Edtech’s Blurred Lines Between Security, Surveillance and Privacy

Data Privacy

Edtech’s Blurred Lines Between Security, Surveillance and Privacy

By Tony Wan     Mar 5, 2019

Edtech’s Blurred Lines Between Security, Surveillance and Privacy
From left: Tony Wan, Bill Fitzgerald, Courtney Goodsell, Doug Levin, Stephanie Cerda

A study by Northeastern University researchers suggests that schools are safer than they were in the 1990’s. But headlines about cyberbullying and school shootings have communities understandably on edge. One in three parents surveyed in a 2018 PDK Poll say they feared for their students’ safety—nearly three times the percentage in 2013.

With safeguarding students’ online and physical safety as a top priority, schools are leaning on a variety of digital services. Many use web filtering tools that blacklist unsavory websites and monitor what students write and search for online. Others track behavior and disciplinary issues. And a few have started adding facial recognition technology to security cameras.

Yet as schools adopt technologies that can collect and monitor data in unprecedented ways, questions have emerged over how far surveillance should go—and whether educators, parents and students are aware of the implications and possible consequences. Specifically, how should schools strike a balance between what’s needed to ensure students’ safety, and how to protect their privacy?

That was the guiding question for a panel discussion at SXSW EDU, where privacy advocates joined a school administrator and a school safety software product manager to offer their perspectives.

“For me, it’s been difficult,” says Stephanie Cerda, an assistant principal at Austin Independent School District. “We have the responsibility on a daily basis to protect all of the kids who walk in our building from actual violence to online harm. We have to protect them from themselves, but there’s also the issue of protecting their data. We’re caught in the middle.”

Navigating that fine line between ensuring security and privacy is especially tricky, as it concerns newer surveillance technologies available to schools. Last year, RealNetworks, a Seattle-based company, offered its facial recognition software to schools, and a few have pioneered the tool.

The increasing availability of these kinds of tools raise concerns and questions for Doug Levin, founder of EdTech Strategies. For many of these providers, he notes, facial recognition is often processed in the cloud, via a service licensed from a third party that may have other use-cases—like law enforcement—in mind. “Once those faces are uploaded, I have lots of questions about how long they’re stored, how they’re used over time and the terms of services around the ownership of that data.”

This is still an emerging technology in dire need of refinement, he adds. And there are troubling reports that it can generate false positives and negatives. Facial-recognition police tools have been decried as “staggeringly inaccurate.”

To improve these systems, it comes as no surprise to Bill Fitzgerald, a researcher at New Knowledge, that some companies are offering such technology gratis. “When a company is offering a free facial recognition service, what they’re really doing is harvesting free training data so they can improve their models,” he says. It harkens back to that mantra: if a product you’re using is free, then you’re probably the product.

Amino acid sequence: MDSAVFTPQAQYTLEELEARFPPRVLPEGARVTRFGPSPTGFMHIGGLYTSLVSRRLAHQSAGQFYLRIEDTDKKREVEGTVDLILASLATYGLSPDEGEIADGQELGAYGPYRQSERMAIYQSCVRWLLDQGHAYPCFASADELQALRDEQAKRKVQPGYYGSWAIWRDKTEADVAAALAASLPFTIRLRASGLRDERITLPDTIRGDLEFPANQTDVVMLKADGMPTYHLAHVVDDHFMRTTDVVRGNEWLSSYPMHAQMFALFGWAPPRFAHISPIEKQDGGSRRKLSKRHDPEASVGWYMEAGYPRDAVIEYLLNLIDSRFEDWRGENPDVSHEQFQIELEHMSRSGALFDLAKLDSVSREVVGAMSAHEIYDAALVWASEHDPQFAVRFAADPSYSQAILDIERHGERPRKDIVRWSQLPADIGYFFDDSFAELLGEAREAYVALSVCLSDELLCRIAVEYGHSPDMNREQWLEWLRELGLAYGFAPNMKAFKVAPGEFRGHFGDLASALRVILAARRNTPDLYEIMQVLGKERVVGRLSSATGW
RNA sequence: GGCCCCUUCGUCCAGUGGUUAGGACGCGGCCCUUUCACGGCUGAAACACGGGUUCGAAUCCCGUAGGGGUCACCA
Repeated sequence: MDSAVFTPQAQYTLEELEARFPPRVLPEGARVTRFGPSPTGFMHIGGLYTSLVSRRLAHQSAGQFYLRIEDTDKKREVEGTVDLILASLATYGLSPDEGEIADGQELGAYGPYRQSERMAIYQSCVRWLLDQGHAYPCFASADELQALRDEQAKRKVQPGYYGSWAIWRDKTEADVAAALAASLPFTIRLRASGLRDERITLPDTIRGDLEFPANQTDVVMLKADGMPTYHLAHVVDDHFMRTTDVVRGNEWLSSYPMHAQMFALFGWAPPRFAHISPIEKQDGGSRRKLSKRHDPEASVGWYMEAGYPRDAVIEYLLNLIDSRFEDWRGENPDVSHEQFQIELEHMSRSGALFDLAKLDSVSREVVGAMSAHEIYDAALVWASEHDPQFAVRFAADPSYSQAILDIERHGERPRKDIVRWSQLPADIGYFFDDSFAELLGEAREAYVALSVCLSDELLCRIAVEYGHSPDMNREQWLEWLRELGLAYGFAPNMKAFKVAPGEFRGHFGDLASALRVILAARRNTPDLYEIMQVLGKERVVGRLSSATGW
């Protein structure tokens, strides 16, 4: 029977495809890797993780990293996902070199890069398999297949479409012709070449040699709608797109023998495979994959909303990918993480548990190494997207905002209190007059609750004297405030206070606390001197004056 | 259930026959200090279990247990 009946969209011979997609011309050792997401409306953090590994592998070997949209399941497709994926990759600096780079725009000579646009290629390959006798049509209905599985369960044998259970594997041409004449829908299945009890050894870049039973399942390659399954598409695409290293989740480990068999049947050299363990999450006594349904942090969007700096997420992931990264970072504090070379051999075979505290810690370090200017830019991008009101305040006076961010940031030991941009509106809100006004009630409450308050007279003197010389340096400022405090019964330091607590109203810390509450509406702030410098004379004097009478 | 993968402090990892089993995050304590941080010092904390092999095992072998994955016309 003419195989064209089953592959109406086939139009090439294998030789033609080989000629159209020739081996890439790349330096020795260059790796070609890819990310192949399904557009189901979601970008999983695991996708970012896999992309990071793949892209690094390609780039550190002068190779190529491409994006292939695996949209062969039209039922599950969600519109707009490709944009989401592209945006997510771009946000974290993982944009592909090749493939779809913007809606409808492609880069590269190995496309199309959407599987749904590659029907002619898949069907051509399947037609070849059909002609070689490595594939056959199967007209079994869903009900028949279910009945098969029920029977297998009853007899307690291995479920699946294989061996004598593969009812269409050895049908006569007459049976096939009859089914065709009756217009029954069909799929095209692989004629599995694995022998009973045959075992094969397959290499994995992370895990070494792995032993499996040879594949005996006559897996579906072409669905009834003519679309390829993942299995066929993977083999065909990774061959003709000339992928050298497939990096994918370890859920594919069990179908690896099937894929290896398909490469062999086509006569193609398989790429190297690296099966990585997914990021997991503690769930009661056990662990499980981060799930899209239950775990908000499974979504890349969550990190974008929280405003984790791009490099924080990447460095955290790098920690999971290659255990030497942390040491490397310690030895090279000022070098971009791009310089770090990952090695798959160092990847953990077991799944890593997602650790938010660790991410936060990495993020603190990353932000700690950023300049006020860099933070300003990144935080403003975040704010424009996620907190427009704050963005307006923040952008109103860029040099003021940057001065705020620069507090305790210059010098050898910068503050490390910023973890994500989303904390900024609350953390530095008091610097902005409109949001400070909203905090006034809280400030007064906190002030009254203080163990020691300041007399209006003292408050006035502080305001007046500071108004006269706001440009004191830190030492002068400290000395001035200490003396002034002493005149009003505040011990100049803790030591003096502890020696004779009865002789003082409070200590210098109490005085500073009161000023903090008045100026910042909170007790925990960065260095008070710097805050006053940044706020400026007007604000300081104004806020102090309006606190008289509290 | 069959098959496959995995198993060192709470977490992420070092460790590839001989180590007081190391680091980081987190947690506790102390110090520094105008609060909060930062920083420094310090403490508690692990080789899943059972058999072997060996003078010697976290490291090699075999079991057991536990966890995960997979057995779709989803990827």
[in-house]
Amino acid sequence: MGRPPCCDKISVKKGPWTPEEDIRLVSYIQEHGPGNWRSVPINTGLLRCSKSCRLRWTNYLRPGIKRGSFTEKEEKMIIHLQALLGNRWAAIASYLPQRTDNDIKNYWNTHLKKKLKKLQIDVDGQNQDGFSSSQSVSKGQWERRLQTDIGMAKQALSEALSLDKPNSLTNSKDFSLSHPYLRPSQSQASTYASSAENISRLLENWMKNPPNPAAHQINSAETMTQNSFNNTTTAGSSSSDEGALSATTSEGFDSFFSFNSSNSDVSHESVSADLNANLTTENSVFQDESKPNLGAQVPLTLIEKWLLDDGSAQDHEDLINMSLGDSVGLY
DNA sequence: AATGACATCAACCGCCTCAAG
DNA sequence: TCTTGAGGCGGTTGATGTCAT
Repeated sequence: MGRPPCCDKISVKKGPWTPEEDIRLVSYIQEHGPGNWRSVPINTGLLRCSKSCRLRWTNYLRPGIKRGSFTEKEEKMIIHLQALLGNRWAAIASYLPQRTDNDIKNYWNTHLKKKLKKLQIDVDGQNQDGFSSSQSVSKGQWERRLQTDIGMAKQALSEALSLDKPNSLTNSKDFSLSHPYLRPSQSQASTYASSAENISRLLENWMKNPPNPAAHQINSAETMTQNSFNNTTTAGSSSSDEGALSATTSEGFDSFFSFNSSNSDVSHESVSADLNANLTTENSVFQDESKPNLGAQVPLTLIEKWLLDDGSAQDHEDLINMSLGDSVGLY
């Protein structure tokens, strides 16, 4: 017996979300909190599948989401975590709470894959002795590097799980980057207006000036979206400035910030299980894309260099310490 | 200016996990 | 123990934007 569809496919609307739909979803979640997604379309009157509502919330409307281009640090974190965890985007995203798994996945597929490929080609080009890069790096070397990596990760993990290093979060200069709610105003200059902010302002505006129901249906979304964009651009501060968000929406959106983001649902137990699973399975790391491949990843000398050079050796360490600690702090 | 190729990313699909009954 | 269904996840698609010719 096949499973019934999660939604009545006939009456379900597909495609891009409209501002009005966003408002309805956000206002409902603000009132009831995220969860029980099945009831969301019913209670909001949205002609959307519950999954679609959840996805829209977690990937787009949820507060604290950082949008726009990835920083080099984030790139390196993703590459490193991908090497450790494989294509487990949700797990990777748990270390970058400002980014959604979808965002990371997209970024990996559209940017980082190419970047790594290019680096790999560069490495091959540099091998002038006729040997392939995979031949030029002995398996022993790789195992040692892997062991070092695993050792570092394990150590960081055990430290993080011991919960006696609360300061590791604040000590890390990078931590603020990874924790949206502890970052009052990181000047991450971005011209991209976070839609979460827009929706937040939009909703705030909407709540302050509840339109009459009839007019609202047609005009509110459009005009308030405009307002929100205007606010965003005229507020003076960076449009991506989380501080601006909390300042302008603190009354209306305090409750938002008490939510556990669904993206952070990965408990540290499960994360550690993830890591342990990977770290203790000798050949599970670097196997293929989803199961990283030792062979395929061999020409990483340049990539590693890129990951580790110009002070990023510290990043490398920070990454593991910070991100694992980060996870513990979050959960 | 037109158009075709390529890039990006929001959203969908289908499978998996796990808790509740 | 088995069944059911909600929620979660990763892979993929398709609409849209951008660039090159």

Filters Are Not Failsafe

When it comes to digital and online safety, schools often rely on web and social media monitoring tools. Over the years, Impero Software, a U.K.-based provider of such services, has developed a library of 20,000 keywords that could be flagged for adults to review. What’s important, says Courtney Goodsell, a product owner there, is allowing educators an opportunity to understand the context behind the choice of words, before making a decision.

“It’s a responsibility for anyone providing tools in education to offer proper support and training to help educators use tools not just effectively and efficiently, but with privacy in mind,” she says.

Over-relying on these tools to flag for behavior risks “teaching bad operational security” to students, says Fitzgerald, “because you’re teaching them that it’s actually okay if someone is looking through what they’re doing day to day.”

School web filters can also impact low-income families inequitably, he adds, especially those that use school-issued devices at home. “If you have money within your family to get your own device, you can access an unfiltered internet. If you don’t, well, there you are.”

Social-Emotional Learning: The New Surveillance?

While most school security software take a preventative approach (by watching for red flags), Levin sees the emergence of a new class of tools that attempt to proactively shape positive behavior.

These include disciplinary and behavior-management tools, which are commonplace. (Think digital demerits and gold stars.) Others include products that pitch themselves as social-emotional learning tools that record students’ feelings, through their communications and self-reflections. In doing so, Levin suggests, these tools essentially create student profiles that can be monitored and used to shape future behavior.

Using data to profile students—even in attempts to reinforce positive behaviors—has Cerda concerned, especially in schools serving diverse demographics.

If there are assumptions about how students ought to behave, she asks, “are those culturally responsive?”

“Think about the cultures that our students are coming from,” she urges. “Are we pushing all kids to act in a certain way?”

More Safety, Less Scary

As in the insurance industry, much of the impetus (and sales pitches) in the school and online safety market can be driven by fear. But voicing such concerns and red flags can also steer the stakeholders toward dialogue and collaboration. The hope is that if and when these tools are implemented, they’re used appropriately—not naively.

“The vast majority of people in this space are doing it for the right reasons. The intentions are good, and ultimately those reasons are doing what’s right by kids,” says Fitzgerald. Unfortunately, he adds, “a lot of these tools are less about what’s better for kids, and more about what’s easier for adults.”

Tools like Impero should not be considered a silver bullet by any means, says Goodsell. Rather, they present an opportunity to change safety policies, and even shape curriculum around digital citizenship and safety, and weave best online practices across everyday instruction. “There are good intentions behind these tools,” she notes. But they should also promote opportunities “to promote a culture of safety, [and] to have that one counselor or teacher that students can go to.”